Westminster Abbey The Pride Of Siyambalanduwa (Govinda Hela 558m)
Trip Report by Ashan
Westminister Abbey is an awkward name seen on each and every map of Sri Lanka. So I did a Google search when I was schooling a few years (15 years) back to find out that this was an ancient place called Govinda Hela. So I had done my reading and planned to go there someday but never thought I would do this on that particular day.
It was a Saturday, I had to go to Monaragala for a personal matter. After finishing my business at Monaragala at around 12 pm, I was wondering whether to get back to Colombo but since it was a Saturday I didn’t want to waste my journey. I gave a call to Priyanjan to ask about some places which I can visit. After this, I walked towards the bus stand and noticed a bus with a board saying Siyambalanduwa. Suddenly remembering about Govinda Hela, I got into a bus and inquired a bit more from the conductor and he gave me precise directions which were the only guidance I got on that particular day.
I got off the bus at a temple near the 9th mile post and it was 2.30 pm at that time. I was bit worried about the time factor but after seeing the majestic hill I was drawn towards it. After reaching the Bo-tree I noticed a foot path towards the forest and I continued along the path. The initial path was a cool and calm journey through the forest with not much of undergrowth. Many water streams were found, probably because it had rained a few days back. There were monkeys jumping around to disturb the calmness of this forest patch. One will feel like thanking the local community almost all the way to the top simply because of the well-paved path with occasional cemented, as well as rock steps. You will also come across two bridges at the initial part of the journey. Suddenly you will feel the steepness increasing and you will come across more steps. At the latter stage things get worse but thanks to the well-paved path you will not feel like stopping. But pit stops are a must and please beware of slithery reptiles because the ground is covered with leaves. When you reach the base of the rock you will feel like thanking the locals again ha….ha…..yes there are about 4 ladders until the summit is reached. If these weren’t there it would be simply impossible to get to the summit without ropes and the help of others. Just before the last ladder you will come across a ‘Hulang Kapolla’ don’t forget to spend some time here because this is one of the viewpoints. After climbing the last ladder I reached the summit after a 1 hour and 45 minute rapid hike. I sat near the Buddha statue and had a sip of water. The view from this point is simply fantastic and one can appreciate Siyambalanduwa rock, Muthukandiya Lake and Gal Oya easily from here. There are a few ancient ruins (dating back to king Buwanekabahu the 6th’s era, I think) in the vicinity which were rearranged by someone and two ponds with water (the depth cannot be appreciated). I didn’t forget to refresh myself from the pond though there were a few tadpoles.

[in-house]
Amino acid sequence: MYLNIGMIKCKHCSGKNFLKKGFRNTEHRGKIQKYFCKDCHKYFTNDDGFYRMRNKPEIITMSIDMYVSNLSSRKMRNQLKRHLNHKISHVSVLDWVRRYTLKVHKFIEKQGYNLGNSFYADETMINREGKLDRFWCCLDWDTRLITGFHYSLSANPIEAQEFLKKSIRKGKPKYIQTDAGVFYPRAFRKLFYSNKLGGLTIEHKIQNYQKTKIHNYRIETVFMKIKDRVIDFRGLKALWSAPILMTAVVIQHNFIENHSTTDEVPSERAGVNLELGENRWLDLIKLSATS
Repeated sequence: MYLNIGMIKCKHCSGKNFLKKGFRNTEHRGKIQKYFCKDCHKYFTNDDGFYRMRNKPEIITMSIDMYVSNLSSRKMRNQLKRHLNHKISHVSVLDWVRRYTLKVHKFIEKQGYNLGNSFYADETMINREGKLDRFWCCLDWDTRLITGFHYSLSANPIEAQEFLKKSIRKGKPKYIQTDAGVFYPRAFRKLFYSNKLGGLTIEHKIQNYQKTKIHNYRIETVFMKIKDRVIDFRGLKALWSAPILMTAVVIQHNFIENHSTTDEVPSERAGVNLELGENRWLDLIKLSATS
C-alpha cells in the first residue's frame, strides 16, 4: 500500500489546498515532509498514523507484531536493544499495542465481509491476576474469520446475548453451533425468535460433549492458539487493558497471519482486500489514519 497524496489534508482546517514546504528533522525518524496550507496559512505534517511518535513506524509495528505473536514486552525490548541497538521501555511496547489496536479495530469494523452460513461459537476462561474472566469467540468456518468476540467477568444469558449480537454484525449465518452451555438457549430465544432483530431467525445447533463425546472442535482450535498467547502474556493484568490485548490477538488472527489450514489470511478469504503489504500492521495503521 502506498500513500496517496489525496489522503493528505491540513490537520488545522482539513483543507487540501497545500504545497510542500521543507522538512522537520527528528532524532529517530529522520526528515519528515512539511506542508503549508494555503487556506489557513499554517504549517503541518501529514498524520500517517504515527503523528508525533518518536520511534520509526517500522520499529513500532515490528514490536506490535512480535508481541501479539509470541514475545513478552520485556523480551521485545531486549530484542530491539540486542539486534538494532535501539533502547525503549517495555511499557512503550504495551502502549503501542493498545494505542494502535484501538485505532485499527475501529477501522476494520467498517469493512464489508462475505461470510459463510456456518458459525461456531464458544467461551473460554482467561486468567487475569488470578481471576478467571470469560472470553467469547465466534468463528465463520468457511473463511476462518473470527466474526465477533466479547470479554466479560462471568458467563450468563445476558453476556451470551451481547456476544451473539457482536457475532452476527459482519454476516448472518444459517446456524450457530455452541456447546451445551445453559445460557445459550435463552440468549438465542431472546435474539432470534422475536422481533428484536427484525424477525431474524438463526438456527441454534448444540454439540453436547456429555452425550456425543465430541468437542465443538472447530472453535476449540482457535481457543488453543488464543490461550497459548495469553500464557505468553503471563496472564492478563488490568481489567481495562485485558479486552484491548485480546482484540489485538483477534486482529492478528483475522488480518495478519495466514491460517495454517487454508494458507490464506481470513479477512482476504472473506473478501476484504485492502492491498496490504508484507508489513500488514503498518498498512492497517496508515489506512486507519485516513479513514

I continued along the forest patch which is on the summit to reach the second and third viewpoints. On the way I noticed how ruins have been destroyed by artifact thieves on a massive scale. This is the best viewpoint out of all because Jayanthi Wewa, Iginiyagala Mountain, Gal Oya reservoir and mountains can be seen clearly and the scenery was simply fantastic.
There is another view point (4th) towards Ampara and Potuvil side just behind the Buddha statue, on a clear day one can even appreciate the Eastern coastal line. There is a cave somewhere close to the summit to be explored but I didn’t have much time to do so. After enjoying the spectacular view and unforgettable scenery I started my rapid descent before it started raining and the descent seemed like it will never end though it took 45 minutes. After reaching the temple I refreshed myself and left to Monaragala from where I took a bus towards Colombo to end my 630 Kilometer journey which took 24 hours! The only drawback was that I forgot to speak to the Head Priest of the temple and get permission and information.